Thanks for the replies everyone! Wally is doing better than we could have hoped at this point. He is walking, wagging his tail, and even running. He runs differently since his right side is still effected. He drags his front right foot a little when he walks, and walking on pavement caused a callous and a open sore. We have restricted his walking to the house and back yard in the grass. His sore has healed and though he would rather walk with our other dog, he doesn't seem to mind being in a dog stroller on those walks. Thank you again for your advise and support.
Such good news Paul!! That is a very speedy recovery period, and it will get better as you go. Such a great testimony for others going throught the same ordeal.
We have just taken our staffy x Sasha to the vet and we are pretty confident that all the symtoms point to FCE. She will have to have an MRI tomorrow. We are devastated but reading your replies it seems like with alot of care the outlook could be good. What is the chance that she will be able to walk again?
Could she be permanently paralyzed?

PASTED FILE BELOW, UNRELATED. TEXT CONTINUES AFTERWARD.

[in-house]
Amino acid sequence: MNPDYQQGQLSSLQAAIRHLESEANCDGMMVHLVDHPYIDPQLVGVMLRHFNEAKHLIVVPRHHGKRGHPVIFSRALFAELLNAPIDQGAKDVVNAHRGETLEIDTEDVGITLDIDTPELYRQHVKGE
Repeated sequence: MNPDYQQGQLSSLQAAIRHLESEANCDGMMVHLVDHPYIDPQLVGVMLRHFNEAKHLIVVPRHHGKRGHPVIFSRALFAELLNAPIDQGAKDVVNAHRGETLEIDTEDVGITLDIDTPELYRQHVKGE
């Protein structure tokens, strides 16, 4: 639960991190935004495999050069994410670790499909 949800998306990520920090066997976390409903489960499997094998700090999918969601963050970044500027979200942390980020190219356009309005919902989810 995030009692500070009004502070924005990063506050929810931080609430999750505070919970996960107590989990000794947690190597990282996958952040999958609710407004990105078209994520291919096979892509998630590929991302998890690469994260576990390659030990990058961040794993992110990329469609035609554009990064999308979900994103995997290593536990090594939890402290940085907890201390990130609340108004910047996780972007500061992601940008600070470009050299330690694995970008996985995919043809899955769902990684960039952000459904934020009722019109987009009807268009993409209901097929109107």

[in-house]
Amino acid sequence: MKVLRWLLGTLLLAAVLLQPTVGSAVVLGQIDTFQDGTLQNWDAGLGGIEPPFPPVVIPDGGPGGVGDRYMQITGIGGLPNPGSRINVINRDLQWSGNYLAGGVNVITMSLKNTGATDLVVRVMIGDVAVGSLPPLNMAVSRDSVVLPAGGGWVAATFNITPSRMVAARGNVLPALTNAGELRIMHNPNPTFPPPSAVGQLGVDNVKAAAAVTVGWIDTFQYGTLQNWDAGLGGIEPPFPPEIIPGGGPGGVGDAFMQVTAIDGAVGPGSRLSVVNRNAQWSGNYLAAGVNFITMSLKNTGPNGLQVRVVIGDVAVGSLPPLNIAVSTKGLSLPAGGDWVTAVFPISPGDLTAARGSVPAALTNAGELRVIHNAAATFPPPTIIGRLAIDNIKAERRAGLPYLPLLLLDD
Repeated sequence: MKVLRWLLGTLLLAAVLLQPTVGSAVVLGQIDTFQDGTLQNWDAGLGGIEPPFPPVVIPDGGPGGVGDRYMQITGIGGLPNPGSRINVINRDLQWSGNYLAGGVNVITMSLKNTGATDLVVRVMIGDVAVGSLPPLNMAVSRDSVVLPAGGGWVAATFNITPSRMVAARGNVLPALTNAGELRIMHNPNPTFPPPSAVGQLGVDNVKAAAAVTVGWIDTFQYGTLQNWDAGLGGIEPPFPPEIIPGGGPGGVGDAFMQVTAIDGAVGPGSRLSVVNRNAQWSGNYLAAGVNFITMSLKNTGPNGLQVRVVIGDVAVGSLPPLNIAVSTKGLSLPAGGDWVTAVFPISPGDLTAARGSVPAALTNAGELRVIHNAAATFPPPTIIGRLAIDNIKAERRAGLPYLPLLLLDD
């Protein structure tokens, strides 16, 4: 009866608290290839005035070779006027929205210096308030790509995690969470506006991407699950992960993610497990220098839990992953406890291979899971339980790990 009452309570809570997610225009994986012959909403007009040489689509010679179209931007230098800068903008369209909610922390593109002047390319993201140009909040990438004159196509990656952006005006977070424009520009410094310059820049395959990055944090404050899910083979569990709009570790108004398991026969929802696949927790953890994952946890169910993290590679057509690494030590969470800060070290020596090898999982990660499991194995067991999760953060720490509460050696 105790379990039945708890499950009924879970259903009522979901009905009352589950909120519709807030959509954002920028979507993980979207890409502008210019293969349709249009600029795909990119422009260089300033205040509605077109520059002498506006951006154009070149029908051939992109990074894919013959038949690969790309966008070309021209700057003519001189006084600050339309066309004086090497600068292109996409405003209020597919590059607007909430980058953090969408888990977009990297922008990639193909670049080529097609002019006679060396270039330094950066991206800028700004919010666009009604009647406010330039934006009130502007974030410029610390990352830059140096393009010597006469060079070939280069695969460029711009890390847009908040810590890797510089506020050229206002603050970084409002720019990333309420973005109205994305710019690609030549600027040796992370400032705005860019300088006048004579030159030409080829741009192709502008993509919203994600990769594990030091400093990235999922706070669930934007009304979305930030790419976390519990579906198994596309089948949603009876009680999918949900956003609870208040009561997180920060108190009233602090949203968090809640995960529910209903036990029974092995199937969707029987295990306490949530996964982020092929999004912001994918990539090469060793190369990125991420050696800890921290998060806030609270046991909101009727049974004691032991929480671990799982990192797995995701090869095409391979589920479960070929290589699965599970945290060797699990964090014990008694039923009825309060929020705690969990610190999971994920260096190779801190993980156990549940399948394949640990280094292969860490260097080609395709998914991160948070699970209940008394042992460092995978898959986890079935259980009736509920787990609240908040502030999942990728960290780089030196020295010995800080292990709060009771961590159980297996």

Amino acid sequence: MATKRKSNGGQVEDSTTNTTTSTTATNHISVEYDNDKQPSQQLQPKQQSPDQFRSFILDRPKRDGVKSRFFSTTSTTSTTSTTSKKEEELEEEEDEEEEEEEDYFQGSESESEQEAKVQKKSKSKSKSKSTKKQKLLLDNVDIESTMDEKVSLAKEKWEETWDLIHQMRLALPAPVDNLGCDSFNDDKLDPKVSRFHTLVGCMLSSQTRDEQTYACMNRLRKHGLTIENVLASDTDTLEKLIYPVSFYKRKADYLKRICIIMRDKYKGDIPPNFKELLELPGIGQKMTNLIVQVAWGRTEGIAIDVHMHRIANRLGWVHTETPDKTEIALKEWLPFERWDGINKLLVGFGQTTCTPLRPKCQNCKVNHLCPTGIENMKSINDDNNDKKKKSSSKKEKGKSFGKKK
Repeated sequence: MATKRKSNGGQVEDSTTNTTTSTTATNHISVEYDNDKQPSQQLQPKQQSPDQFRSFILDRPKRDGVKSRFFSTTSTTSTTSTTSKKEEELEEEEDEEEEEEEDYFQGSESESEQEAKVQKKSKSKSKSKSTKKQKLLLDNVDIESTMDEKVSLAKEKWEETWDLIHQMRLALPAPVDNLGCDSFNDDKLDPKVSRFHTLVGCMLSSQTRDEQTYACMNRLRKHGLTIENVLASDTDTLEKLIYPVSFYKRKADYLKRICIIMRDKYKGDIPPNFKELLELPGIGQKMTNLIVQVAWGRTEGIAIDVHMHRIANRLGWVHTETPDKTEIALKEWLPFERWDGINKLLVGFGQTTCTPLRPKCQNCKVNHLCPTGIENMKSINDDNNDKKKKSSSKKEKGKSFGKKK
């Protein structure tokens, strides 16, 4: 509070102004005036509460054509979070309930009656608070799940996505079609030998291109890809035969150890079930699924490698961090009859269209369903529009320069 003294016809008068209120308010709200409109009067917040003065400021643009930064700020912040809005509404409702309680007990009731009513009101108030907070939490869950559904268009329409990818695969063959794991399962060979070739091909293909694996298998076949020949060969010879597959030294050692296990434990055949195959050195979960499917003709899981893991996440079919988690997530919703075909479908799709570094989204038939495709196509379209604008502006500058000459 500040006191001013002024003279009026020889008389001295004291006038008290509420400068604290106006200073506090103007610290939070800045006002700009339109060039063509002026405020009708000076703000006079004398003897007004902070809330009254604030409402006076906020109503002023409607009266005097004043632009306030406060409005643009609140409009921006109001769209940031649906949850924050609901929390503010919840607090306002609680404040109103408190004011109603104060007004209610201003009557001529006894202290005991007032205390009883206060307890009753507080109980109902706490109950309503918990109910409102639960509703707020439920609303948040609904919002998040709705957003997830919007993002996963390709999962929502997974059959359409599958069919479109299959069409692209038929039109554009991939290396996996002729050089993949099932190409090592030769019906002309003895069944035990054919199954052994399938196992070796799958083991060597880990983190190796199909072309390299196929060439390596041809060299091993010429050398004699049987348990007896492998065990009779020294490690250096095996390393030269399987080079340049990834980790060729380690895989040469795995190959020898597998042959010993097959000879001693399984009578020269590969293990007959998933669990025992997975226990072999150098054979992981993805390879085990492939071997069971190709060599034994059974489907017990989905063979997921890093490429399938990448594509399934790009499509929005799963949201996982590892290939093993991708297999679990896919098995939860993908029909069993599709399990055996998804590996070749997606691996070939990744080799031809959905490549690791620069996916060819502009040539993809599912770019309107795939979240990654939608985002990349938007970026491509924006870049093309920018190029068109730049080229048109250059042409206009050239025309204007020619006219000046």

I was hoping some of the people with FCE dogs would check in this weekend, sorry you have not heard from anyone so far. My dog's physical therapist said 85% of dogs with FCE will recover. Of the 15% that do not, either the owner gave up or the dog gave up. Some owners give up because they cannot provide the nursing care for a down dog due to their schedule or their own health or other personal reasons. Some dogs become stressed by vet appointments, the change of routine, a tense worried atmosphere at home, etc., and become depressed. Therefore they recommend always being upbeat around your dog. If you feel like you have to cry or something, do it where the dog will not be aware of it. It can take time for the dog to bounce back, but most will improve enough to be able to get around and lead a good quality of life, even if in some cases they may not walk as well as before. Dogs which do not improve can use a wheelchair, and a wheelchair can also be a rehab tool for a down dog, especially if it's a large dog.
They recommend intensive physical therapy for FCE. If you have professional physical therapy for dogs where you live, I highly recommend it. They can do therapy on your dog and show you what exercises to do at home.
If you have any questions about daily nursing care, the bladder care, etc., please be sure to ask.
Thanks we decided it was best if we put her down as she was very stressed. We thought it was the best thing for her. Very hard decsion to make but we felt it was fair on the dog.
Thanks for your time.